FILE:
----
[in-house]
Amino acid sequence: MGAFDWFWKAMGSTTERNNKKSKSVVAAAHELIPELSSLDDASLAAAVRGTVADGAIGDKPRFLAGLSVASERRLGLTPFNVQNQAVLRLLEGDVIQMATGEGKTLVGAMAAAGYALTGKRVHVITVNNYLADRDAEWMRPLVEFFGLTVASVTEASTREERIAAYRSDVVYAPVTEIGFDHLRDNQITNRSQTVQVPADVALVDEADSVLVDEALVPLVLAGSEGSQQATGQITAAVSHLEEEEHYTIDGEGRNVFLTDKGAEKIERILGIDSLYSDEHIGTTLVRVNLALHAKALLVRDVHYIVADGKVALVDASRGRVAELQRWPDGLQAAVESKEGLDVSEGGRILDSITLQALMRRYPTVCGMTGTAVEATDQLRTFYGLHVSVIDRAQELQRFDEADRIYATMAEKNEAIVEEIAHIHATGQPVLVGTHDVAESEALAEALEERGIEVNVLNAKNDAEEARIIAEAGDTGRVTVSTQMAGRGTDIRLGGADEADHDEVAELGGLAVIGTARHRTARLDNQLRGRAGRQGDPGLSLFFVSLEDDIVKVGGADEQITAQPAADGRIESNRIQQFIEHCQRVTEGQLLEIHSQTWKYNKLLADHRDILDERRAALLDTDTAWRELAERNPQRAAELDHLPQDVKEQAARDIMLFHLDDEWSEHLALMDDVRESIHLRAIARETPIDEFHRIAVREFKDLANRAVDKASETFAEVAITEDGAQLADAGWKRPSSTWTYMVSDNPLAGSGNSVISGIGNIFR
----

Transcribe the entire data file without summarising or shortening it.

[in-house]
Amino acid sequence: MGAFDWFWKAMGSTTERNNKKSKSVVAAAHELIPELSSLDDASLAAAVRGTVADGAIGDKPRFLAGLSVASERRLGLTPFNVQNQAVLRLLEGDVIQMATGEGKTLVGAMAAAGYALTGKRVHVITVNNYLADRDAEWMRPLVEFFGLTVASVTEASTREERIAAYRSDVVYAPVTEIGFDHLRDNQITNRSQTVQVPADVALVDEADSVLVDEALVPLVLAGSEGSQQATGQITAAVSHLEEEEHYTIDGEGRNVFLTDKGAEKIERILGIDSLYSDEHIGTTLVRVNLALHAKALLVRDVHYIVADGKVALVDASRGRVAELQRWPDGLQAAVESKEGLDVSEGGRILDSITLQALMRRYPTVCGMTGTAVEATDQLRTFYGLHVSVIDRAQELQRFDEADRIYATMAEKNEAIVEEIAHIHATGQPVLVGTHDVAESEALAEALEERGIEVNVLNAKNDAEEARIIAEAGDTGRVTVSTQMAGRGTDIRLGGADEADHDEVAELGGLAVIGTARHRTARLDNQLRGRAGRQGDPGLSLFFVSLEDDIVKVGGADEQITAQPAADGRIESNRIQQFIEHCQRVTEGQLLEIHSQTWKYNKLLADHRDILDERRAALLDTDTAWRELAERNPQRAAELDHLPQDVKEQAARDIMLFHLDDEWSEHLALMDDVRESIHLRAIARETPIDEFHRIAVREFKDLANRAVDKASETFAEVAITEDGAQLADAGWKRPSSTWTYMVSDNPLAGSGNSVISGIGNIFR